Simply put, a landowner grants certain rights to use property to another person or entity through an easement. Webster’s dictionary defines an easement as “a legal interest in real property that grants the right to use in some specified manner the property of another.” Many landowners prefer to grant an easement, covering surface rights only, rather than an outright sale of land for right-of-way. With an easement the landowner may reserve the right to use the property for planting crops or pasturing animals in rural areas, for example. But the use must not be incompatible with the rights granted in the easement.
The company works with landowners at each step in the process. AEP attempts to balance landowner concerns and preferences with the need for electric infrastructure when locating rights-of-way
The company discusses with property owners easement rights and project specifics, including:
AEP also pays for crop damage and/or physical damage to property resulting from the construction and/or maintenance of the transmission line.
Landowners may utilize property in an easement for a variety of uses including;
Any item or activity that could interfere with the safe, reliable operation of transmission facilities is called an encroachment and is prohibited under the terms of a right-of-way acquisition. AEP will defend the easements it purchased to ensure reliable operation of its transmission system.
AEP can refrain from establishing new service at a property where there is an encroachment or where prohibited activities are occurring. AEP may also require an owner to remove an encroachment at the owner’s expense.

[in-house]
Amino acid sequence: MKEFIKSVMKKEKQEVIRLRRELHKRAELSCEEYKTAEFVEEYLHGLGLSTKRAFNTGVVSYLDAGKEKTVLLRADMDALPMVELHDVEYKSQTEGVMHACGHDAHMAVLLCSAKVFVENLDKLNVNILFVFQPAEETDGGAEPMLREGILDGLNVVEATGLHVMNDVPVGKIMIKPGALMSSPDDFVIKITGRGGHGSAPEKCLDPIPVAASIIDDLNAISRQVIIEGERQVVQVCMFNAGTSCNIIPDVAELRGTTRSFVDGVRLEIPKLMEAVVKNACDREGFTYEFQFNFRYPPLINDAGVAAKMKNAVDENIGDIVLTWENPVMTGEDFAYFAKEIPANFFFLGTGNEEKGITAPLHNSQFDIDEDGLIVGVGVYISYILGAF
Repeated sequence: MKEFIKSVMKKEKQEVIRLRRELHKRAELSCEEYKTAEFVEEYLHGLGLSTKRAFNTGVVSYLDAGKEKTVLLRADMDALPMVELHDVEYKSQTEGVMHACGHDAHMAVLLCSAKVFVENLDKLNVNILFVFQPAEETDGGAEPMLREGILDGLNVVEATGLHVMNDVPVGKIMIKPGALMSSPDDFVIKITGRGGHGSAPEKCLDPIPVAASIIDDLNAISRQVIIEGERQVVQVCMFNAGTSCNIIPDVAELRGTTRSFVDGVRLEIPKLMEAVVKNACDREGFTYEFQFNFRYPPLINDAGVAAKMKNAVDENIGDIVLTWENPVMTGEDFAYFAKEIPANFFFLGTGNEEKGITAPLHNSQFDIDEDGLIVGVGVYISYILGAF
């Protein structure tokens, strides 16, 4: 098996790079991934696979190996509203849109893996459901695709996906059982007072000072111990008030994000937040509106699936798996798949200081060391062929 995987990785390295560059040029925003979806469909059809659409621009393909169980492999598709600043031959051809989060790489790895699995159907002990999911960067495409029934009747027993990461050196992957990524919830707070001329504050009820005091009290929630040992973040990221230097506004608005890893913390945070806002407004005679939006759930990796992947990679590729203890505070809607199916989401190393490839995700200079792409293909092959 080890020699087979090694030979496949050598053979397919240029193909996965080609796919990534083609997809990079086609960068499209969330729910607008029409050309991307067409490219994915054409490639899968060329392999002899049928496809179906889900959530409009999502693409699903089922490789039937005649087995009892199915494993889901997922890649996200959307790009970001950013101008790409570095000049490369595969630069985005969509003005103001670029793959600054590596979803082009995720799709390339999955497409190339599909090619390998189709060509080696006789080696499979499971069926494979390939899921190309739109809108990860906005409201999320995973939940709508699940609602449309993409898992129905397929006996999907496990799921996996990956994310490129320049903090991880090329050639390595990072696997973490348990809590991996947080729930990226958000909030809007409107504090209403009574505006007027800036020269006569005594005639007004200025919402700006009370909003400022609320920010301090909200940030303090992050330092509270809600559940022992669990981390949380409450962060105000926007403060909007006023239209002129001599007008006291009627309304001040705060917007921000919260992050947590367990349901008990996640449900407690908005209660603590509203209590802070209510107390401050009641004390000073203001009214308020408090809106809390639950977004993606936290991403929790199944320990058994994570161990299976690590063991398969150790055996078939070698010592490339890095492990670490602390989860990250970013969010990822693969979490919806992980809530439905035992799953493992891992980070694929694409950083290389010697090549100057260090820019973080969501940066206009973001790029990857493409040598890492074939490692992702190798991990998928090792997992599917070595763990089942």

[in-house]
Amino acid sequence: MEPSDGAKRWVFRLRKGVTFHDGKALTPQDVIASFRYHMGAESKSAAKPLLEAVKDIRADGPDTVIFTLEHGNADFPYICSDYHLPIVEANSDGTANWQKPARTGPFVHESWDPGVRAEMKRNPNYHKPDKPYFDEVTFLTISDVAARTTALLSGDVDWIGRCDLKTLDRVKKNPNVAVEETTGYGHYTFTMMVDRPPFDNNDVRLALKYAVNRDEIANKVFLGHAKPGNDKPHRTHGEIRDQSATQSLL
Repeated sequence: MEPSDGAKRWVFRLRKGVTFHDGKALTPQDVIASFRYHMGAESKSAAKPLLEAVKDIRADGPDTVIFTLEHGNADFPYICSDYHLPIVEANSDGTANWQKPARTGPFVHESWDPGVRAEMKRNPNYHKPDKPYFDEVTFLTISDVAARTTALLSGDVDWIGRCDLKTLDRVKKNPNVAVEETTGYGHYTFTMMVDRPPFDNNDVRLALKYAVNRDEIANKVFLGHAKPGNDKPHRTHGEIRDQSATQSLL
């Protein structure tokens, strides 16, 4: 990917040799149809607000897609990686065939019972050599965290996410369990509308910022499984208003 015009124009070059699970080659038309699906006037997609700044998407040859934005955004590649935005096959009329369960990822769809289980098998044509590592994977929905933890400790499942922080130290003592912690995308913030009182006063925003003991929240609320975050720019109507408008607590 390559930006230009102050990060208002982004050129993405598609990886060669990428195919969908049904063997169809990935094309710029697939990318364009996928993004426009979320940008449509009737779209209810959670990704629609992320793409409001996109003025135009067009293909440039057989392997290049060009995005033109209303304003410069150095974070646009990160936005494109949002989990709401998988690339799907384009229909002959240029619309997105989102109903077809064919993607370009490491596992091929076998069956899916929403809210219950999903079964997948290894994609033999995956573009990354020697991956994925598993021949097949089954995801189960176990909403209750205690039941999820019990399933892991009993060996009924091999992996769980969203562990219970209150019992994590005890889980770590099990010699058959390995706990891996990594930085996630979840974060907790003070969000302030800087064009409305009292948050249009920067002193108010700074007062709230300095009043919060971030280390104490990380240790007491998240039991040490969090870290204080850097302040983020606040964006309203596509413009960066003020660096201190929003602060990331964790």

Examples of prohibited easement encroachments include:
Examples of prohibited activities in an easement include:
AEP Transmission acquires necessary easements through negotiations and by working with landowners, as long as is practical, to reach a voluntary agreement. It is only when a voluntary agreement cannot be reached, and other viable alternatives do not exist, that the final option of exercising the right of eminent domain is pursued. Eminent domain is outlined in the U.S. Constitution and state law. When a property is taken through eminent domain, the land is condemned and the property owner receives just compensation.
AEP’s use of eminent domain authority is the exception rather than the rule. Ninety-eight percent of easement negotiations are successful. AEP Transmission recently has acquired more than 3,500 easements -- totaling 906 miles of transmission line -- on projects approved by siting authorities in several states. Of those parcels, only 61 (or 1.71 percent) required the use of eminent domain. In some of those cases, acquisition by eminent domain was necessary simply because the land was without clear title, so condemnation was required.